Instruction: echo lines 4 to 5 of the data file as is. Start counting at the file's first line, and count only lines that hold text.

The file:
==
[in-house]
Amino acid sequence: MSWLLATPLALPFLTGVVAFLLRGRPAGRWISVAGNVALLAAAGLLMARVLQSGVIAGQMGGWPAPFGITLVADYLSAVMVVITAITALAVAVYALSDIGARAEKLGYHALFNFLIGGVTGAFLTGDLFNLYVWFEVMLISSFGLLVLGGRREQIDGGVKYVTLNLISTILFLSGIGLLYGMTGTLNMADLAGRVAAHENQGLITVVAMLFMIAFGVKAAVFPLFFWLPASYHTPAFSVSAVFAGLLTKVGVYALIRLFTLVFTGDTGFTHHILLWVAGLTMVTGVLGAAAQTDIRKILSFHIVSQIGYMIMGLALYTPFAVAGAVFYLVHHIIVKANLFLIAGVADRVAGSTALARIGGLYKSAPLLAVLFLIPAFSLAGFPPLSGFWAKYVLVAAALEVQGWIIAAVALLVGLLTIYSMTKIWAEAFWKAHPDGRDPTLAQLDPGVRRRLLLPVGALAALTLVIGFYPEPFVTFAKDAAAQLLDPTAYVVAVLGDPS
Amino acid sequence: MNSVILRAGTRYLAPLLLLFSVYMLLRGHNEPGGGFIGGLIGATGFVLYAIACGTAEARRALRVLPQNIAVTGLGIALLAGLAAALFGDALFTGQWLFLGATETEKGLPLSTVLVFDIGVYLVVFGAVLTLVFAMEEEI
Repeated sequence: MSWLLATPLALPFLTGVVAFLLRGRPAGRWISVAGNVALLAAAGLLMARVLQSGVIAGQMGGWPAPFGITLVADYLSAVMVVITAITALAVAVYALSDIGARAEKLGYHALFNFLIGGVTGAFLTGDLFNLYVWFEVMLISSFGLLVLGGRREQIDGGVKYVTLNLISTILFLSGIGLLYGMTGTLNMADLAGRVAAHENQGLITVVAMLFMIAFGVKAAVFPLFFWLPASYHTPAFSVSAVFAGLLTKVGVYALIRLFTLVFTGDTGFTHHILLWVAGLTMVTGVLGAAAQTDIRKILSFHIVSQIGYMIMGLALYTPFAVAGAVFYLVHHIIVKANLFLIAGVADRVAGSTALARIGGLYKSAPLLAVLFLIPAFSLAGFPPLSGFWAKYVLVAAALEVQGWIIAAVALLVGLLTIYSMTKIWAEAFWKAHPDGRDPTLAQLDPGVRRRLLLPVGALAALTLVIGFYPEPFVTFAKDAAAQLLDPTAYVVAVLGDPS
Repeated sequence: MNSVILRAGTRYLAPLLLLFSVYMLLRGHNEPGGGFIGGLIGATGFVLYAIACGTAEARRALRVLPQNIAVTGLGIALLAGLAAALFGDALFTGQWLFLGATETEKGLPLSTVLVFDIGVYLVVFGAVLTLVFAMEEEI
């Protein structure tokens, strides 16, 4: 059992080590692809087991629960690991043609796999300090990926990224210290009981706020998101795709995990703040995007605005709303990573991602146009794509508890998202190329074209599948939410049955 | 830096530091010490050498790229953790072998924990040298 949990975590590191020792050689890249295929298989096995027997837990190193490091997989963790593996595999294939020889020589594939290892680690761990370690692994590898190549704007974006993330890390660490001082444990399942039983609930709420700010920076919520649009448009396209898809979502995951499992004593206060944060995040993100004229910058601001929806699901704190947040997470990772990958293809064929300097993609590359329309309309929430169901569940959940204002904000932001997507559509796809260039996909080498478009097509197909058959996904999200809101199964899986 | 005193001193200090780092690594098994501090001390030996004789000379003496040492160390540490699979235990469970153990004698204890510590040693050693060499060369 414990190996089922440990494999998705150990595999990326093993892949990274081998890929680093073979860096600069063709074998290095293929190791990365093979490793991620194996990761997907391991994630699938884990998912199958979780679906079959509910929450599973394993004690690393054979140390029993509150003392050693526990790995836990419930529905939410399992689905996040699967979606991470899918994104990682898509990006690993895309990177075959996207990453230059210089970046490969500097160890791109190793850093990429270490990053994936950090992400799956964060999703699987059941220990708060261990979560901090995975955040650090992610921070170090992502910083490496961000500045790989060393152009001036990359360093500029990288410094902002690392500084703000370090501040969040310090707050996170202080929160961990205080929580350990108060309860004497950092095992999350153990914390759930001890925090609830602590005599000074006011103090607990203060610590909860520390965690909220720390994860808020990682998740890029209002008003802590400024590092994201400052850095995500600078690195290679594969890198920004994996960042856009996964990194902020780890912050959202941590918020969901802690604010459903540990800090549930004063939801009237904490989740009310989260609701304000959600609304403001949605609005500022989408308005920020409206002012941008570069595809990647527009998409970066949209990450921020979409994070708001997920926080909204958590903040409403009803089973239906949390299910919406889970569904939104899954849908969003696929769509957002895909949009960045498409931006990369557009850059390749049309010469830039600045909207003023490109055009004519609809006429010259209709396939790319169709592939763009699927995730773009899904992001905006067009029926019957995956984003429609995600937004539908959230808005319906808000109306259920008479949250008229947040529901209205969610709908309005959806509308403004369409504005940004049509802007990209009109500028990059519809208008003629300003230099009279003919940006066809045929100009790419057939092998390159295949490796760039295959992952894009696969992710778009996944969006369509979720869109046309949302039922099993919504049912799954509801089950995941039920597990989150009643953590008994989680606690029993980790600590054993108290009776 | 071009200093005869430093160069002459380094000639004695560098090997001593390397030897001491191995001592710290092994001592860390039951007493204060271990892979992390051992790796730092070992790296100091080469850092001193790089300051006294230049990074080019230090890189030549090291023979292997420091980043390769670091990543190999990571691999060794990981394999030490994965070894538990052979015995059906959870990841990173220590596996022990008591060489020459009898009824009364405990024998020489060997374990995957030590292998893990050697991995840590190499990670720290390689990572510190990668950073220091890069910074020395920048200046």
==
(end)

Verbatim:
Repeated sequence: MSWLLATPLALPFLTGVVAFLLRGRPAGRWISVAGNVALLAAAGLLMARVLQSGVIAGQMGGWPAPFGITLVADYLSAVMVVITAITALAVAVYALSDIGARAEKLGYHALFNFLIGGVTGAFLTGDLFNLYVWFEVMLISSFGLLVLGGRREQIDGGVKYVTLNLISTILFLSGIGLLYGMTGTLNMADLAGRVAAHENQGLITVVAMLFMIAFGVKAAVFPLFFWLPASYHTPAFSVSAVFAGLLTKVGVYALIRLFTLVFTGDTGFTHHILLWVAGLTMVTGVLGAAAQTDIRKILSFHIVSQIGYMIMGLALYTPFAVAGAVFYLVHHIIVKANLFLIAGVADRVAGSTALARIGGLYKSAPLLAVLFLIPAFSLAGFPPLSGFWAKYVLVAAALEVQGWIIAAVALLVGLLTIYSMTKIWAEAFWKAHPDGRDPTLAQLDPGVRRRLLLPVGALAALTLVIGFYPEPFVTFAKDAAAQLLDPTAYVVAVLGDPS
Repeated sequence: MNSVILRAGTRYLAPLLLLFSVYMLLRGHNEPGGGFIGGLIGATGFVLYAIACGTAEARRALRVLPQNIAVTGLGIALLAGLAAALFGDALFTGQWLFLGATETEKGLPLSTVLVFDIGVYLVVFGAVLTLVFAMEEEI